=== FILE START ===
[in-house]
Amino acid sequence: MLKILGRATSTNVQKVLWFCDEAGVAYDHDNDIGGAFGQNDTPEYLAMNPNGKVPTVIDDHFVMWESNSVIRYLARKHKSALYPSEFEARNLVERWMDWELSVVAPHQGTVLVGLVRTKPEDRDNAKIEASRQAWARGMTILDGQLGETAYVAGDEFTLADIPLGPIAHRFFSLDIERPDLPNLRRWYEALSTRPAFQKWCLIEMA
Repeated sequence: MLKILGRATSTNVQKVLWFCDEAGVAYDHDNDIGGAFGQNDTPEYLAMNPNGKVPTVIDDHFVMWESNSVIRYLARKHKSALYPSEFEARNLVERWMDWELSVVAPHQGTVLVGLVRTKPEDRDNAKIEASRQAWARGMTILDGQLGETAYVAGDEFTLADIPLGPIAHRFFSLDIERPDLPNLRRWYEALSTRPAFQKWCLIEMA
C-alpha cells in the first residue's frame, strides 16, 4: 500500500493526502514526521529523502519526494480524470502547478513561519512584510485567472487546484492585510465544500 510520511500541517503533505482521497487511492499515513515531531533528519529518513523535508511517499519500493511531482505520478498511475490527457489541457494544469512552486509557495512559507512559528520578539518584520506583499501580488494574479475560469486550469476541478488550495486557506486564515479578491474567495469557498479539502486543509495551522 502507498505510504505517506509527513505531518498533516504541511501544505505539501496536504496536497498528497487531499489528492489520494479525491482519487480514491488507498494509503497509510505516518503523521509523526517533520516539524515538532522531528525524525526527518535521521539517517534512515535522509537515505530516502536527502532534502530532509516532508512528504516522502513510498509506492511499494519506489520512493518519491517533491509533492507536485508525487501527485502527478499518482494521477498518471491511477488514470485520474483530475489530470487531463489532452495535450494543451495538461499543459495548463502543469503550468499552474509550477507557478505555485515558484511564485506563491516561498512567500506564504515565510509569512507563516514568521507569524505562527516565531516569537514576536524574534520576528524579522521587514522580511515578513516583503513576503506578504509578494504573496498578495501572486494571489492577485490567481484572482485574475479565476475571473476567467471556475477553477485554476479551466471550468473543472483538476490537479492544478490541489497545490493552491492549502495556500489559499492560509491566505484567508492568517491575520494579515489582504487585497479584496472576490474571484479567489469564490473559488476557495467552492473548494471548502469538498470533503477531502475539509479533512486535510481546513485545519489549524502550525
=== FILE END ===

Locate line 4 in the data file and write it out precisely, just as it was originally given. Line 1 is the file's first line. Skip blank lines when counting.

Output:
C-alpha cells in the first residue's frame, strides 16, 4: 500500500493526502514526521529523502519526494480524470502547478513561519512584510485567472487546484492585510465544500 510520511500541517503533505482521497487511492499515513515531531533528519529518513523535508511517499519500493511531482505520478498511475490527457489541457494544469512552486509557495512559507512559528520578539518584520506583499501580488494574479475560469486550469476541478488550495486557506486564515479578491474567495469557498479539502486543509495551522 502507498505510504505517506509527513505531518498533516504541511501544505505539501496536504496536497498528497487531499489528492489520494479525491482519487480514491488507498494509503497509510505516518503523521509523526517533520516539524515538532522531528525524525526527518535521521539517517534512515535522509537515505530516502536527502532534502530532509516532508512528504516522502513510498509506492511499494519506489520512493518519491517533491509533492507536485508525487501527485502527478499518482494521477498518471491511477488514470485520474483530475489530470487531463489532452495535450494543451495538461499543459495548463502543469503550468499552474509550477507557478505555485515558484511564485506563491516561498512567500506564504515565510509569512507563516514568521507569524505562527516565531516569537514576536524574534520576528524579522521587514522580511515578513516583503513576503506578504509578494504573496498578495501572486494571489492577485490567481484572482485574475479565476475571473476567467471556475477553477485554476479551466471550468473543472483538476490537479492544478490541489497545490493552491492549502495556500489559499492560509491566505484567508492568517491575520494579515489582504487585497479584496472576490474571484479567489469564490473559488476557495467552492473548494471548502469538498470533503477531502475539509479533512486535510481546513485545519489549524502550525